-- Citizen Kane
In 1895, the Lumière brothers
were the first to charge an audience to see a motion
picture show. We have one of their original shorts,
a toddler taking his first tentative steps towards
the rolling camera.
Movies have accomplished so much since the inception of the art -- they have attained a global audience, learned the languages of the world, taken on richly textured stories, colored, full of sound, become portable and malleable. The prodigious child that is cinema, whose performances started as mere parlor tricks, has so secured his own fame as to eclipse that of his parent arts. Lumière and company, a centennial celebration arranged by French TV, draws voice from the heirs of mature cinema as they try to recapture the medium as it was in its first few faltering days.
Give forty famous directors a crack at making their
own 52-second shorts with what's billed as the first
motion picture camera, and what do you get? A remake
of the famous Lumière short, L'Arrivée
d'un train à la Ciotat, from which, legend
has it, the first paying moviegoers fled in terror
(Leconte); a long, loving kiss between a sweet-faced
couple with Down's Syndrome (van Domael); a sci-fi
LUMIÈRE AND COMPANY is not a cinematic
twin of 1900s House. The 40 short films are no more
of the 19th century than the Lumières could
have made 20th century films had they a hand-held
camcorder. "Perfect synchronization between sound
and image," a feature most of the DVD
On the other hand, the restored camera definitely shapes the process. Because the camera is hand-wound, it records at different frames-per-second for different directors. For some, the Lumière box's ghostly, too-white images move fluidly. Other directors get a choppy, disjointed progression. For being more advanced, the cameras of today leave no such footprint on their films.
Thematically, many of the directors make explicit reference to the time gap between the ancient camera and the new world which it beholds. World War II lay almost exactly midway between the Lumière s' time and ours, and several of the directors use that tragic chapter in human history to give us a sense of time and proportion. Greenaway, in Munich, films a dial of years which flips from 1895 to 1995, lingering on the war years. Other of the directors film in Hiroshima, contrasting the giggling school children and the modern buildings with the enormity of atomic attack.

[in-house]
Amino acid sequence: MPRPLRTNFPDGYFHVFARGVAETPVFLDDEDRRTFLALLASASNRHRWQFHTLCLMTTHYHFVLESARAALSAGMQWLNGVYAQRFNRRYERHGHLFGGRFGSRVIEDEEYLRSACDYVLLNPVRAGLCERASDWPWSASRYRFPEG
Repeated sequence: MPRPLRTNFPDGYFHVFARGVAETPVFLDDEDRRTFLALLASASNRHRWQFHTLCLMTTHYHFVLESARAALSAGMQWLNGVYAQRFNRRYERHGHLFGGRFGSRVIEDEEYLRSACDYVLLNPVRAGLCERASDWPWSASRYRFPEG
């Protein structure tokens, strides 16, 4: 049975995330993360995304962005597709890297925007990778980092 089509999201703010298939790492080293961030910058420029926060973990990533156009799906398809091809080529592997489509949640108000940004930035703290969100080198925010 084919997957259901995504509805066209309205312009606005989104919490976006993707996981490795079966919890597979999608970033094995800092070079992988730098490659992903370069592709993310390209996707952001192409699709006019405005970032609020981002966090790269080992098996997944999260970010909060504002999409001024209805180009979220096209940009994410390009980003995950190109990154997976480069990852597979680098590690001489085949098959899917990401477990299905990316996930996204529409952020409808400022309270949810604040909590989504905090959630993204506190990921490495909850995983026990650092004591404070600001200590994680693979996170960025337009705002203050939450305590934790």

Another motif is that of the filmer-filmed, in which the director uses the Lumière's camera to capture another person using a modern camera, or a Lumière replica, or hanging about on a movie set or in front of a movie theater. I certainly understand the impulse of the directors to connect-the-dots between the start and current state of cinema. However, the viewer gets the same message of cinematic continuity and discontinuity many, many times, and the law of diminishing marginal returns soon kicks in with a vengeance.
In fact, for a collection of shorts under a minute long each, LUMIÈRE AND COMPANY runs surprisingly long. The producers padded out half of the running time by asking the directors stock questions like, "why do you film?" and "is cinema mortal?" The directors humor these questions, for the most part, though some do simply shrug or ignore their interlocutor. We are also treated to making-of segments regarding each short, which generally run longer than the made short itself. There is something charming about the first few minutes watching big-name directors play, like boys and girls at Christmas, with a toy to which they've never before had access. But I would advise the trigger-happy DVD viewer to fast-forward through the filler -- if she's watched one Oscars, or sat in one film class, or watched the bonus features for any DVD, she's seen and heard all this before.
The viewer leaves Lumière and Company feeling
as though she's watched hours of home movies about
a loved one's childhood. Even the gamest of viewers
will want to indulge her nostalgia judiciously, to
avoid getting sour on the narcissism of the exercise.
Coo and gaze, in moderation.
Not to spoil the story, but Rawlence uncovers next to no evidence that Edison had conspired to have Le Prince murdered. Therefore that angle, which is the book's main draw, amounts to little more than a red herring. Rawlence does amass a credible and engaging history of the race to create a motion picture camera and projector. He shows how precursors, such as the magic lantern, or multiple-shot photography, or even all-encompassing painted panoramas, may have inspired motion picture pioneers. Rawlence does his due diligence and then some, recreating the memoirs of Le Prince widow Lizzy, interviewing surviving family members, physically inspecting equipment and key locations. He tracks down documents from Edison's office, now a riot of confusion, from various patent offices, and ultimately from the New York court who heard the Battle of the Patents among several putative motion picture inventors.
If THE MISSING REEL has a fault, and it does,
it lies in Rawlence's excessive desire to frame every
investigation as interesting in its own right. Instead
of providing us directly with his data, he goes into
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